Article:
For the most part, I enjoyed this book. Parts were funny, the plot was good, and I liked most of the characters. It was fluff, but that's what I was expecting. And I really liked it. I was going to give it 4 stars. Then the ending happened. It was ridiculous. The whole Power of Friendship thing was one of the stupidest things I've ever read. Grace and Shannon hate each other but when Shannon throws a tantrum and causes the prom to go on fire, (yes, no joke,) the two bond over their mutual love for creative design. Grace likes crocheting, Shannon loves quilting. It was forced and unbelievable. And all their lives miraculously fell into place after/ because of the show, which also wasn't very believable. Why would a big company such as Norealique risk so much just to sponsor a show? In fairness, it was foreshadowed, but I still didn't believe it. I really did like this book up till the end. I have a guilty pleasure for reality TV so it was right up my alley. I'd recommend it to other people who like reality TV, assuming they could handle the soppy friendship bits at the end.

  • Stella
    2018-09-20 11:51

    Okay this book is more like a 2.5 for me. I just didn't really enjoy it. I felt like the book moved too slow and I felt like Shannon was such a superficial character to read from. Yes, I know she gets a makeover to become Prom Queen but I just didn't like how the book just dragged along. I really thought the message was good with telling girls to be happy with themselves, it's just Shannon wasn't a character I was head over heels for. I liked how the reality show was basically controlling them and how it was probably a huge parallel for society today. The supporting characters were better than Shannon. I really like the other Wannabees and her Best friend were more interesting. Again the popularity thing just wasn't told in a appealing way.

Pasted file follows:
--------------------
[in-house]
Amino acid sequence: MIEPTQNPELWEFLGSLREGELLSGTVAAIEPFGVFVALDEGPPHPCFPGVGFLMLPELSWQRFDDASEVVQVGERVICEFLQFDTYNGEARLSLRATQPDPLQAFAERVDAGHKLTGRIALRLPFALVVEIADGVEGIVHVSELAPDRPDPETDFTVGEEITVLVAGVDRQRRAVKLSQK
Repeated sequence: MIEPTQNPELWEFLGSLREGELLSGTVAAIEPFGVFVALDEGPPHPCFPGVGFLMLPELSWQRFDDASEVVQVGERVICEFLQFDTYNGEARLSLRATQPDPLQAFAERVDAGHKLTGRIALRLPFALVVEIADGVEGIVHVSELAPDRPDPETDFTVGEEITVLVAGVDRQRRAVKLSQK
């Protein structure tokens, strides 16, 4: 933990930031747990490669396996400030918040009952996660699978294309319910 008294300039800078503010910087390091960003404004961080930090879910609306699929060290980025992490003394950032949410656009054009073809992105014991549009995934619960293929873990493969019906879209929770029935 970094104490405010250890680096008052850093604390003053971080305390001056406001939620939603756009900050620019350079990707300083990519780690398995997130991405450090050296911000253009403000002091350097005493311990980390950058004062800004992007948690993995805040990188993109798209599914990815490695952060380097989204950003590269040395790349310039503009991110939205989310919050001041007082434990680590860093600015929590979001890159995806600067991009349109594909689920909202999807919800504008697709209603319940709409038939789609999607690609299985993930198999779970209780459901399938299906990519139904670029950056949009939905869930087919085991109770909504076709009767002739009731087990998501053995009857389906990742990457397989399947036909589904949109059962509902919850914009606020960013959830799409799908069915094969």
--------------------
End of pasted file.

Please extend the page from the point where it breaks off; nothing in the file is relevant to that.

• Kim
    2018-08-27 06:36

    It's a requirement that you read any book that features a high school that has the same name as the one that you work at. While the glaringly pink cover may put some off as being too froufrou, this story of the reality show that promises to transform three bottom-of-the-social-ladder girls into Prom Queen contenders is refreshingly tongue-in-cheek. Shannon is an engaging protagonist, and her journey from self-conscious target to egotistical diva to teenager who finally gets her priorities straight is believable and will resonate with lots of high school students. A perfect blend of froth and substance-- kind of like that lime-green tulle.

  • Rachael Ross
    2018-09-02 13:48

    I totally fell in love with this book. It had me from the very beginning and held my attention until the very end. I liked everything about it- the humor, the pacing, the imagery. The characters were a little 2D at times, but for a reality show/prom/ high school book that is to be expected. It might even be a little cliche in places but makes up for that with it's extreme creativity. And the part about the Elf Ucker- very clever. All in all, it was the perfect lighthearted read and I look forward to reading more from Crompton.